Fix the hard drive killer APM

How to spin down hard drive and get rid of the clicking noise in Debian 9 (Strecth) and Ubuntu 16.04 on a Thinkpad X250
Table of Contents

Killing your drive by trying to save milliwatts

There is a well-known problem, especially in the linux word, of "drive clicking". It's root cause can vary (thinkwiki has an extensive list of them1), but it's mostly because badly configured power management.

This misconfiguration can easily mean the end of your hard drive within months.

I have both and SSD and a HDD in my X250; I also I have a HGST 1TB drive2 in my home server. This has 29230 hours of power-on time (that's roughly 3 years) and 945437 Load Cycle Count - and this latter is not funny.

The drive, in theory, rated to tolerate 600000 of these, not a million, so I'm a little worried if the drive will fail on me.

To save my other drives from this fate I started looking into the issue deeper, just to learn that I couldn't find any page where someone would describe:

  • how to get rid of the clicking
  • still spin down the disk automatically when unused
  • why this wasn't an issue a few years and linux distributions ago

So, here are my answers.

What didn't work


hdparm3 is a low-level hard drive utility, and in this case, it has two important parameters:

  • -B - Get/set Advanced Power Management feature
  • -S - set the standby (spindown) timeout for the drive

The answer for my third question - why this wasn't an issue - lies here: the APM was not a thing on many old machines, and, by default, it was set to 255, disabled.

The spindown timeout was also respected, when it was put into /etc/hdparm.conf, which is not the case any more.

Advanced Power Management

-B Get/set Advanced Power Management feature, if the drive supports it. A low value means aggressive power management and a high value means better performance. Possible settings range from values 1 through 127 (which permit spin-down), and values 128 through 254 (which do not permit spin-down). The highest degree of power management is attained with a setting of 1, and the highest I/O performance with a setting of 254. A value of 255 tells hdparm to disable Advanced Power Management altogether on the drive (not all drives support disabling it, but most do).

According to SilverbackNet4, -B accepts the following values:

Maximum performance FEh
Intermediate power management levels without Standby 81h-FDh
Minimum power consumption without Standby 80h
Intermediate power management levels with Standby 02h-7Fh
Minimum power consumption with Standby 01h
Reserved FFh
Reserved 00h

In the case of HGST, FF (255) disables Advanced Power Management and completely stops trying to spin the disk down every second. Unfortunately this also means you'll need to configure spinning the disk down manually, since the power management is not going to do it for you any more.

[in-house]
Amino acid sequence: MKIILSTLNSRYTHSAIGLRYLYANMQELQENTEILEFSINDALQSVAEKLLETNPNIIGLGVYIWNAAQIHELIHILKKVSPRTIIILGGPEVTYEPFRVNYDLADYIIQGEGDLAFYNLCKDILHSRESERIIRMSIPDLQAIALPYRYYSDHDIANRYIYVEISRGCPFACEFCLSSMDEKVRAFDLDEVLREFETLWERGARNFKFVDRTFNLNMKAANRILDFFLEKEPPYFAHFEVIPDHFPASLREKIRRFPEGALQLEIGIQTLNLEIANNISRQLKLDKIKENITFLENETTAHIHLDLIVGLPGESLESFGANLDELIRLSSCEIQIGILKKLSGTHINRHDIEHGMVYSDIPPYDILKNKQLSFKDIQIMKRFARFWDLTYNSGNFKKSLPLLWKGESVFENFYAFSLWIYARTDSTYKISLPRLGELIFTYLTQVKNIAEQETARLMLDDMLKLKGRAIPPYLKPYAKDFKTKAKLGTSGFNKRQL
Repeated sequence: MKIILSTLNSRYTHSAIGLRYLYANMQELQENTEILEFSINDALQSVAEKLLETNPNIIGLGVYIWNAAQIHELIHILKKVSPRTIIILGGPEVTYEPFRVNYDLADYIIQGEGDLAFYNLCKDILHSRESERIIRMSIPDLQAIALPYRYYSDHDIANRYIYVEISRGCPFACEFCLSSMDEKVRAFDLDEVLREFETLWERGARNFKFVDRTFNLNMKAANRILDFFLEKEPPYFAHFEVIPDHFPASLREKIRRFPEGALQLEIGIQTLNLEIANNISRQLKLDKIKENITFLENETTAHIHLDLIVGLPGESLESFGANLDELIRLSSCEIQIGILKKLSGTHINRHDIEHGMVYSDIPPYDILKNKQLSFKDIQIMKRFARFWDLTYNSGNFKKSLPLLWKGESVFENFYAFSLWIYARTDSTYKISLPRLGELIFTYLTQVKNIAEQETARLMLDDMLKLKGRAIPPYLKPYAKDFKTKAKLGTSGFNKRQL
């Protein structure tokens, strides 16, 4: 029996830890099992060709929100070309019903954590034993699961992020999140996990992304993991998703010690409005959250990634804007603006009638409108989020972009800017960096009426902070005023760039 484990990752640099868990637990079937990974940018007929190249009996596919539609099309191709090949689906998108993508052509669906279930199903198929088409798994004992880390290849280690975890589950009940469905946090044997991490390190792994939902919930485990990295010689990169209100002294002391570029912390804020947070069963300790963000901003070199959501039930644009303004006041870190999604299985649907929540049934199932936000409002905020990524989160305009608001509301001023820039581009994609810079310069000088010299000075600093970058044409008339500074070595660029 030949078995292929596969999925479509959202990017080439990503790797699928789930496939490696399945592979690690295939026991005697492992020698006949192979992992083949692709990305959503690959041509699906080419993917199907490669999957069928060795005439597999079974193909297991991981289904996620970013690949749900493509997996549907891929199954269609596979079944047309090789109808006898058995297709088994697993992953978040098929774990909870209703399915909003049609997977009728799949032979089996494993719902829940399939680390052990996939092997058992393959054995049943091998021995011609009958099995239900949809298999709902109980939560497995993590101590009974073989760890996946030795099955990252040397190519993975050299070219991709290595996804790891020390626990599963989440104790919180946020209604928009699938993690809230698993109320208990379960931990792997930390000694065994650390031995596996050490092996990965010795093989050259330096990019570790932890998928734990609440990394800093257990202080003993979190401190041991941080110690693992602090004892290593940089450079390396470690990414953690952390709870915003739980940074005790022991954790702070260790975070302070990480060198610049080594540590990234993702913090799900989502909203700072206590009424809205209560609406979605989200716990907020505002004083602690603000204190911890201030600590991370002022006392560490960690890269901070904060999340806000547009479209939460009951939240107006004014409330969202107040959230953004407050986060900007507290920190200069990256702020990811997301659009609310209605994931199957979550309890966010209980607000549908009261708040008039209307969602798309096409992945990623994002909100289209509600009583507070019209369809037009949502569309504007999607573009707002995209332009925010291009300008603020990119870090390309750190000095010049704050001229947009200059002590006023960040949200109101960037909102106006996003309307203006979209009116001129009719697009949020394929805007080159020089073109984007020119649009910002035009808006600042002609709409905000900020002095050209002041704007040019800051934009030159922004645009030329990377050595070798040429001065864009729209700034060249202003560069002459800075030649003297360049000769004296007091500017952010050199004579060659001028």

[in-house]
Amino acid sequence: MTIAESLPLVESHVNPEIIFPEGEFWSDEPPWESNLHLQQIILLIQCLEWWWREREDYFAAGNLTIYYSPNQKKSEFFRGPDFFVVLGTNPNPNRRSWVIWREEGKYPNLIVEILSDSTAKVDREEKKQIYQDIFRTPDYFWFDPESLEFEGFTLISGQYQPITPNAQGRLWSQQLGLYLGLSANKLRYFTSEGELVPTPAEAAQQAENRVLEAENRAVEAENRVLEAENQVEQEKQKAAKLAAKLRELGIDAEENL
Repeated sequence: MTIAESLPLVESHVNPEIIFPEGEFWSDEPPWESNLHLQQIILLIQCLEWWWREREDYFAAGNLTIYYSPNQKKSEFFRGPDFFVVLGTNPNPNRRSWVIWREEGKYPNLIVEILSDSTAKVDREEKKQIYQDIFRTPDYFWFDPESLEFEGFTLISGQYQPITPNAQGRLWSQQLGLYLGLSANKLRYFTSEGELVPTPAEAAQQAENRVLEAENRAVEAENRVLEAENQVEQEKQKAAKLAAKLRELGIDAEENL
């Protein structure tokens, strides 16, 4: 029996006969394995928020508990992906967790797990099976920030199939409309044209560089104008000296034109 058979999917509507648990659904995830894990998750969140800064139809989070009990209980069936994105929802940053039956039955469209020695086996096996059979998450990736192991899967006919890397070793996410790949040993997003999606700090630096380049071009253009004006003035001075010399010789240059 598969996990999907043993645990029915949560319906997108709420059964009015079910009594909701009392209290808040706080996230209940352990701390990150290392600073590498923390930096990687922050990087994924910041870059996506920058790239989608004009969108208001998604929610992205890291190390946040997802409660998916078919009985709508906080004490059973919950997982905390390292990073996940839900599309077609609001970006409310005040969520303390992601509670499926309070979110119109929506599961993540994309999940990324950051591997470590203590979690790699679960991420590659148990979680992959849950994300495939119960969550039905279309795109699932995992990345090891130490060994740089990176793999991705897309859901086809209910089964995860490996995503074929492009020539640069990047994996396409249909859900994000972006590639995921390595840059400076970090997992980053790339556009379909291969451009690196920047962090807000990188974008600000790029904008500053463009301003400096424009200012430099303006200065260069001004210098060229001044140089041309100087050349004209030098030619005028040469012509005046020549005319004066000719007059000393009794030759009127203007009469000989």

A downside is that it will also stop unloading the head, and so the disk will consume more - and more consistent amount - of watts.

Standby timeout

-S Put the drive into idle (low-power) mode, and also set the standby (spindown) timeout for the drive. This timeout value is used by the drive to determine how long to wait (with no disk activity) before turning off the spindle motor to save power. Under such circumstances, the drive may take as long as 30 seconds to respond to a subsequent disk access, though most drives are much quicker. The encoding of the timeout value is somewhat peculiar. A value of zero means "timeouts are disabled": the device will not automatically enter standby mode. Values from 1 to 240 specify multiples of 5 seconds, yielding timeouts from 5 seconds to 20 minutes. Values from 241 to 251 specify from 1 to 11 units of 30 minutes, yielding timeouts from 30 minutes to 5.5 hours. A value of 252 signifies a timeout of 21 minutes. A value of 253 sets a vendor-defined timeout period between 8 and 12 hours, and the value 254 is reserved. 255 is interpreted as 21 minutes plus 15 seconds. Note that some older drives may have very different interpretations of these values.

What did work

There's just one problem: no matter what I tried, this parameters was ignored in Debian 9+, until I found a thread, mentioning that from now on, you need to configure udisks2.

Forget /etc/default/tlp and /etc/hdparm.conf, because for -S, they will be ignored.

To actually allow it, you'll need the following magic:

info=$(smartctl -i /dev/sda)
device=$(echo -i "$info" | grep 'Device Model' | cut -d":" -f2 | xargs | sed 's/ /-/m')
serial=$(echo "$info" | grep -i 'Serial Number' | cut -d":" -f2 | xargs | sed 's/ /-/m')

echo -e "[ATA]\nStandbyTimeout=180\nAPMLevel=127" > "/etc/udisks2/$device-$serial.conf"

This script creates a file under /etc/udisks2/device-serialnumber.conf with the contents needed to configure the StandbyTimeout ATA parameter.

There. Clicking stopped, spindown re-enabled.